Heart disease is a leading cause of death in the UK. While diet and exercise are key to heart health, a cardiologist is spreading the word about another vital step to protect your child’s heart.

Protecting your child’s heart is all about diet and exercise
Heart disease is a leading cause of death among men and women in the U.S. Approximately one in 200 of those individuals have an inherited form of heart disease – meaning that individuals who look healthy, eat healthy and get plenty of exercise can still be at risk of having a heart attack.
Early detection, including cholesterol and blood pressure screenings, is an important part of maintaining heart health. These simple tests give doctors important insight into how a body is working, and what risks they may have of heart disease.
While more awareness is being raised about the importance of a healthy diet and exercise, parents might not be aware of the importance of a cholesterol screening for their child. After all, cholesterol isn’t usually an issue in childhood – right? Sarah Blumenschein, M.D., a pediatric cardiologist at Children’s Health℠ and Associate Professor at UT Southwestern, debunks that common misconception about a child’s heart health.
“Children can develop high cholesterol as early as ages 5 or 6,” she explains. “Research is well-documented that children with a family history of heart disease, particularly among immediate family members who experienced a heart attack in their 30s or 40s, can begin to exhibit symptoms of heart disease in adolescence.”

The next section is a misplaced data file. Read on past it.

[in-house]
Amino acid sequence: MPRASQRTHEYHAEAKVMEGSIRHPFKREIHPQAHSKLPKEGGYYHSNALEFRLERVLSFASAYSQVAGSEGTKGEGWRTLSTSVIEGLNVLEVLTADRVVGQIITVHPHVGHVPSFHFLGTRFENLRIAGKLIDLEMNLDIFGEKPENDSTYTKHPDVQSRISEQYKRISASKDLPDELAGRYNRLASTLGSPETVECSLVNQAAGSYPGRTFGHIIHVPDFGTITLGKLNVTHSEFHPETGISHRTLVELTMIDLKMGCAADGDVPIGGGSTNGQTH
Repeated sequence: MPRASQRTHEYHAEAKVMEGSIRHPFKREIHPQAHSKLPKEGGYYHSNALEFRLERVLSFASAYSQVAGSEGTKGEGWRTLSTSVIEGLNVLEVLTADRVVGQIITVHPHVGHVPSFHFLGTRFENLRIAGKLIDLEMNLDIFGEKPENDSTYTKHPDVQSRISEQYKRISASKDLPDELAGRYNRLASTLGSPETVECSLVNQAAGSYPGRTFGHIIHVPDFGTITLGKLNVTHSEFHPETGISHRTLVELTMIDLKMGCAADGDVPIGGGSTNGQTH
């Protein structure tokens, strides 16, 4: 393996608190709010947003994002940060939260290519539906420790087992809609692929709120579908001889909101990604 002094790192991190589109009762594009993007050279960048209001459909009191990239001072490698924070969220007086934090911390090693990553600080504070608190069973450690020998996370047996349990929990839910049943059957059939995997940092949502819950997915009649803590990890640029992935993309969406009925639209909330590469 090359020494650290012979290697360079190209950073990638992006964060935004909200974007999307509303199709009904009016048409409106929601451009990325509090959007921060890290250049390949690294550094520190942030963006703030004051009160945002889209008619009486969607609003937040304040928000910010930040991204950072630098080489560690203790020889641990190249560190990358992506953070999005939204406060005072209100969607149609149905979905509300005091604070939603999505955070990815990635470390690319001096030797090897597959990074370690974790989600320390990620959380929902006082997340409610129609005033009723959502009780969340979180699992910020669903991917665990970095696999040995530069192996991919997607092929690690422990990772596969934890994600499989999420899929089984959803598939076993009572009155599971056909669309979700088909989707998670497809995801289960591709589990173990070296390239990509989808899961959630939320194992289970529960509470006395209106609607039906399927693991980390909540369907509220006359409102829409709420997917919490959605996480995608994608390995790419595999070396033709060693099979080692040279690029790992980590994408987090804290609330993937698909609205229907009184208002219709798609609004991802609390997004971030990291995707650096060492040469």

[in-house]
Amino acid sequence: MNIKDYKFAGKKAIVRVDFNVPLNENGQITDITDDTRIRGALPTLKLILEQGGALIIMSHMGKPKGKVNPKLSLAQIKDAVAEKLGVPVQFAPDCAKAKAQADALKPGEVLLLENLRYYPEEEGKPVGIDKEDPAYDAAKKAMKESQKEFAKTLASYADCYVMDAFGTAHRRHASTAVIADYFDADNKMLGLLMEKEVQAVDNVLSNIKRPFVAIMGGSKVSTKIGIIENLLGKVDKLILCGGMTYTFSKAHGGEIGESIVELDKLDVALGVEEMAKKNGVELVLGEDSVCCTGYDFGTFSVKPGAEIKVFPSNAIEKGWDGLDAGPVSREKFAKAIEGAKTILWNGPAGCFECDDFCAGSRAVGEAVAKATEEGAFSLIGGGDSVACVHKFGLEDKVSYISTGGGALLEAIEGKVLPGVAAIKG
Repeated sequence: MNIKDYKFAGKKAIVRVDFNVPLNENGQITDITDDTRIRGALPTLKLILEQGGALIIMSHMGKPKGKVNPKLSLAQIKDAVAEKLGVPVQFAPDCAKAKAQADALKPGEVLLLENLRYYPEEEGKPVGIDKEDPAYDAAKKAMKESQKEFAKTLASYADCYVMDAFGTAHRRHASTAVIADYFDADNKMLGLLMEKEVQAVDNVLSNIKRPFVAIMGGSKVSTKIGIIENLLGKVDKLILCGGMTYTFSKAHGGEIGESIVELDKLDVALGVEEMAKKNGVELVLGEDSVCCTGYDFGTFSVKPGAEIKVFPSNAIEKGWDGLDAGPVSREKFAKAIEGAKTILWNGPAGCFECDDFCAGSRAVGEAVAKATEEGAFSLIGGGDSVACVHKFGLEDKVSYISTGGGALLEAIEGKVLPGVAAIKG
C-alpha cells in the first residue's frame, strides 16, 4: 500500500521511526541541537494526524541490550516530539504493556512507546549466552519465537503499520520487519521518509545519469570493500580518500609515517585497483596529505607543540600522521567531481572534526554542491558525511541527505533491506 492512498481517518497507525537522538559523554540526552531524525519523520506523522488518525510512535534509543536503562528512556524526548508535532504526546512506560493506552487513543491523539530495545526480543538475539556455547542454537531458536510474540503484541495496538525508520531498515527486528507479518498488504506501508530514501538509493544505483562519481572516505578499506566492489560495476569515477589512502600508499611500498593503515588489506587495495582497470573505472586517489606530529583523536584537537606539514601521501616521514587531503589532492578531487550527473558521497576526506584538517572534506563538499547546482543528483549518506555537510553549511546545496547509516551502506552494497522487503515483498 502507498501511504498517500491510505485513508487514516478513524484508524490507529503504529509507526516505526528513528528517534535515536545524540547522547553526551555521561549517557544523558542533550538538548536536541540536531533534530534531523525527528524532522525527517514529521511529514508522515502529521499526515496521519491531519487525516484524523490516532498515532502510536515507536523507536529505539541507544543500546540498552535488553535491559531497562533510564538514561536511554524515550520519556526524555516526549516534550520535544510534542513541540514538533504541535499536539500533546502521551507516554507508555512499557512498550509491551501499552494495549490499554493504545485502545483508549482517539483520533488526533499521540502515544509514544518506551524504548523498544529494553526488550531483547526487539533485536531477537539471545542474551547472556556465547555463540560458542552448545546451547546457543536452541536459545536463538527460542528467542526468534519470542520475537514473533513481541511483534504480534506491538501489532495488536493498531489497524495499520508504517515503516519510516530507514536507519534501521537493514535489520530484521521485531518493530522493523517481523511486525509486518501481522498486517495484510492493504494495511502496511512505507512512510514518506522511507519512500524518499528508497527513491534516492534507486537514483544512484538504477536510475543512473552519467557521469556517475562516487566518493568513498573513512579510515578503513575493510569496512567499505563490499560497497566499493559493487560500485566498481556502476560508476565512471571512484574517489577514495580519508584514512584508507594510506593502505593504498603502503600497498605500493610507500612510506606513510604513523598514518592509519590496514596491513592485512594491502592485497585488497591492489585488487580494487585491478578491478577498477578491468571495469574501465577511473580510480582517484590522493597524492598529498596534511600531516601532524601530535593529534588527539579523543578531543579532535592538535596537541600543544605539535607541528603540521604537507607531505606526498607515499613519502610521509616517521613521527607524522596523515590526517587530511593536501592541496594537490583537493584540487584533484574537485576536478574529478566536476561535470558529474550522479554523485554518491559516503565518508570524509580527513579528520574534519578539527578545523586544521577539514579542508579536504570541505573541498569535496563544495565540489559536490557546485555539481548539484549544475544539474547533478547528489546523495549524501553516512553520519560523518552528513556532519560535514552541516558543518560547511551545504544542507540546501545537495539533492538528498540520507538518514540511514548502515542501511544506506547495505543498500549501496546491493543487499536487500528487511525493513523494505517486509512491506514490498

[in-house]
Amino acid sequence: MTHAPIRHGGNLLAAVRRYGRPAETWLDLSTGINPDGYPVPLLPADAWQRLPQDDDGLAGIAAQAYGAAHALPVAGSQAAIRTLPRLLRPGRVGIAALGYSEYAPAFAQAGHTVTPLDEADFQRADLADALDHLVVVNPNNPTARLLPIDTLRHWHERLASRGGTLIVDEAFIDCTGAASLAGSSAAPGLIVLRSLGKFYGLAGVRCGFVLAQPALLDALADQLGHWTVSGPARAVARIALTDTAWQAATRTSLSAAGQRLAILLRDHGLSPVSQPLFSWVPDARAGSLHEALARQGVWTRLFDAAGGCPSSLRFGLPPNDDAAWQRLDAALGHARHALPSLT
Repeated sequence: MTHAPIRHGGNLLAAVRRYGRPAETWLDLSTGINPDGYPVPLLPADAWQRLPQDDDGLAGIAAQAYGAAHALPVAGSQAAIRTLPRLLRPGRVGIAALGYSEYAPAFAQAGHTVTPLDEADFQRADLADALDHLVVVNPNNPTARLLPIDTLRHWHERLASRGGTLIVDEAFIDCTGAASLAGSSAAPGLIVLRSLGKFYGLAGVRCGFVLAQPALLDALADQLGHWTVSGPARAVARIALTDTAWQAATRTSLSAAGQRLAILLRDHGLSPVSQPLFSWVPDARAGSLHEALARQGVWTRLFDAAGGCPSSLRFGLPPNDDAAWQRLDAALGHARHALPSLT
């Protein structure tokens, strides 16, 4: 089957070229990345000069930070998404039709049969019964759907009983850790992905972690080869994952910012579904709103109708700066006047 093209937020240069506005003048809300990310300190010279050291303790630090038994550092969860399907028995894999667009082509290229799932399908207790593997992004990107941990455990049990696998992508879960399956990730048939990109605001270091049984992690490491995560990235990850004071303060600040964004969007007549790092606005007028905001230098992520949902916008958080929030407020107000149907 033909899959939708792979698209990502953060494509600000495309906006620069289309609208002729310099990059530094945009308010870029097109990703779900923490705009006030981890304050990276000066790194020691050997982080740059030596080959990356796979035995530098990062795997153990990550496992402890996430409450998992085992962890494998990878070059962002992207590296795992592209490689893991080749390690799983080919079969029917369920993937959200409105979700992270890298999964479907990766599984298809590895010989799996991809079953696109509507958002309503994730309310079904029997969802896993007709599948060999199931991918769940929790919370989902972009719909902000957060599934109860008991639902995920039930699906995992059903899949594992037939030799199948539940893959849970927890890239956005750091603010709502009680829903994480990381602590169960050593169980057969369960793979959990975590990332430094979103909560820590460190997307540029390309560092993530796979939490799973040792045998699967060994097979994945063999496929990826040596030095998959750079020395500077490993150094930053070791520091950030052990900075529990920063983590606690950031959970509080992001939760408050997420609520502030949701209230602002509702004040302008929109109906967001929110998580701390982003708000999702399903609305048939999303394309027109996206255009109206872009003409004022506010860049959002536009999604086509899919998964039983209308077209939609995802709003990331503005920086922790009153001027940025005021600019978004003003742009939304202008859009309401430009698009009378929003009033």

Knowledge is power. Get your child screened.
“A child can look healthy, get plenty of exercise and eat a healthy diet and still have high cholesterol – particularly if they have a family history,” says Dr. Blumenschein.
Dr. Blumenschein encourages parents to have their children screened around the time children enter school. The US are now recommending that all children, ages 9-11, be screened for high cholesterol.
“High cholesterol is reversible, but it is undetected because there are no signs or symptoms until a heart attack,” she states. “It’s a disease that accelerates in your 20s or 30s, and the earlier its diagnosed and treated, the better your outcome will be.”
You should talk to your child’s physician about other heart health screening if you have high cholesterol in your family (FHC).
Fasting blood glucose test
Blood pressure
Body weight and BMI (Body Mass Index) screening

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